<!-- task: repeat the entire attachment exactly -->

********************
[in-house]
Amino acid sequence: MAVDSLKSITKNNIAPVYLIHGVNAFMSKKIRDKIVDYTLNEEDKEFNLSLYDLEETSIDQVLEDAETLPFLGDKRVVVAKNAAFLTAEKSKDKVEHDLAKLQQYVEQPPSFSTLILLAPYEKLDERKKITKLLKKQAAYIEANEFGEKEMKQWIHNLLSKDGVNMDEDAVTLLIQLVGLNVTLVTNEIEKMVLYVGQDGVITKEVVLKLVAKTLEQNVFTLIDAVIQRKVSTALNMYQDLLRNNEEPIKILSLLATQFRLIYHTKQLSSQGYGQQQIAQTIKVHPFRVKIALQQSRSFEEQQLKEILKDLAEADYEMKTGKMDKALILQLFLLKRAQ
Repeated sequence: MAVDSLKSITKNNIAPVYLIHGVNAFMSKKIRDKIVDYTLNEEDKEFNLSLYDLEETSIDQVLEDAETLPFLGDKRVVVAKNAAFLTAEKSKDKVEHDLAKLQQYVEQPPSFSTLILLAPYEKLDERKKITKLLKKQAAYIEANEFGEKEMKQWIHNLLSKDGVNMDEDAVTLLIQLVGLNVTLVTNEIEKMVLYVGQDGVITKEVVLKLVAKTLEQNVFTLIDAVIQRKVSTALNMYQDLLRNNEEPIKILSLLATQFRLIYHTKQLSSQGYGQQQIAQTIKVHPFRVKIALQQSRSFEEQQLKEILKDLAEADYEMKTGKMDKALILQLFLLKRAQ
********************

[in-house]
Amino acid sequence: MAVDSLKSITKNNIAPVYLIHGVNAFMSKKIRDKIVDYTLNEEDKEFNLSLYDLEETSIDQVLEDAETLPFLGDKRVVVAKNAAFLTAEKSKDKVEHDLAKLQQYVEQPPSFSTLILLAPYEKLDERKKITKLLKKQAAYIEANEFGEKEMKQWIHNLLSKDGVNMDEDAVTLLIQLVGLNVTLVTNEIEKMVLYVGQDGVITKEVVLKLVAKTLEQNVFTLIDAVIQRKVSTALNMYQDLLRNNEEPIKILSLLATQFRLIYHTKQLSSQGYGQQQIAQTIKVHPFRVKIALQQSRSFEEQQLKEILKDLAEADYEMKTGKMDKALILQLFLLKRAQ
Repeated sequence: MAVDSLKSITKNNIAPVYLIHGVNAFMSKKIRDKIVDYTLNEEDKEFNLSLYDLEETSIDQVLEDAETLPFLGDKRVVVAKNAAFLTAEKSKDKVEHDLAKLQQYVEQPPSFSTLILLAPYEKLDERKKITKLLKKQAAYIEANEFGEKEMKQWIHNLLSKDGVNMDEDAVTLLIQLVGLNVTLVTNEIEKMVLYVGQDGVITKEVVLKLVAKTLEQNVFTLIDAVIQRKVSTALNMYQDLLRNNEEPIKILSLLATQFRLIYHTKQLSSQGYGQQQIAQTIKVHPFRVKIALQQSRSFEEQQLKEILKDLAEADYEMKTGKMDKALILQLFLLKRAQ